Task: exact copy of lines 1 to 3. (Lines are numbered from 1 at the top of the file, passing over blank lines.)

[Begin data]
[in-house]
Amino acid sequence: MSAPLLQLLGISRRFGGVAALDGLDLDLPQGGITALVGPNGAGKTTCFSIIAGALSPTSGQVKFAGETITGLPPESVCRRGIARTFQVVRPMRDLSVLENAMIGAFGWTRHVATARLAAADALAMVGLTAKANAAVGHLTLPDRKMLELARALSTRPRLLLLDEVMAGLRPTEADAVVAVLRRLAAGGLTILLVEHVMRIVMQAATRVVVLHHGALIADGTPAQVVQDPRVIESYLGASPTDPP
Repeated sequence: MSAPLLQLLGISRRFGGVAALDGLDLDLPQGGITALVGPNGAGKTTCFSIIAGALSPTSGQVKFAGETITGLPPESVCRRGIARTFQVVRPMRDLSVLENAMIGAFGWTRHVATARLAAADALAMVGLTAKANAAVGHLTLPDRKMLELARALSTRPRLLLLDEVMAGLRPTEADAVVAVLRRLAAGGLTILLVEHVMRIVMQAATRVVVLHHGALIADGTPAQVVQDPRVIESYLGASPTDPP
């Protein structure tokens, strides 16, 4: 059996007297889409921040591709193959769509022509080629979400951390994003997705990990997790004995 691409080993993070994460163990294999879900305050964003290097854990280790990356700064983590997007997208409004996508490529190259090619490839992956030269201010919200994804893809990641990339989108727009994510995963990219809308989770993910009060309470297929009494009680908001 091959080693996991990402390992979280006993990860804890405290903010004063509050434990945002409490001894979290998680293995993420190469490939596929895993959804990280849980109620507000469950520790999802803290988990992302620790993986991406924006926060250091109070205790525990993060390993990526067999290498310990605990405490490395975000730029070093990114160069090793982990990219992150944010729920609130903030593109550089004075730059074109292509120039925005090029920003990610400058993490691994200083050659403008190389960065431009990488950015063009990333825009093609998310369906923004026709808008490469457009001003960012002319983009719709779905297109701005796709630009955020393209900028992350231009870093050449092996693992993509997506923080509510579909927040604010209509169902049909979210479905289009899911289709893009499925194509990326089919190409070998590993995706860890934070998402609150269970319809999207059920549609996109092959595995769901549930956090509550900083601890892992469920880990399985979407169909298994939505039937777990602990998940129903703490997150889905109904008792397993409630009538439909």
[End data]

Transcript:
[in-house]
Amino acid sequence: MSAPLLQLLGISRRFGGVAALDGLDLDLPQGGITALVGPNGAGKTTCFSIIAGALSPTSGQVKFAGETITGLPPESVCRRGIARTFQVVRPMRDLSVLENAMIGAFGWTRHVATARLAAADALAMVGLTAKANAAVGHLTLPDRKMLELARALSTRPRLLLLDEVMAGLRPTEADAVVAVLRRLAAGGLTILLVEHVMRIVMQAATRVVVLHHGALIADGTPAQVVQDPRVIESYLGASPTDPP
Repeated sequence: MSAPLLQLLGISRRFGGVAALDGLDLDLPQGGITALVGPNGAGKTTCFSIIAGALSPTSGQVKFAGETITGLPPESVCRRGIARTFQVVRPMRDLSVLENAMIGAFGWTRHVATARLAAADALAMVGLTAKANAAVGHLTLPDRKMLELARALSTRPRLLLLDEVMAGLRPTEADAVVAVLRRLAAGGLTILLVEHVMRIVMQAATRVVVLHHGALIADGTPAQVVQDPRVIESYLGASPTDPP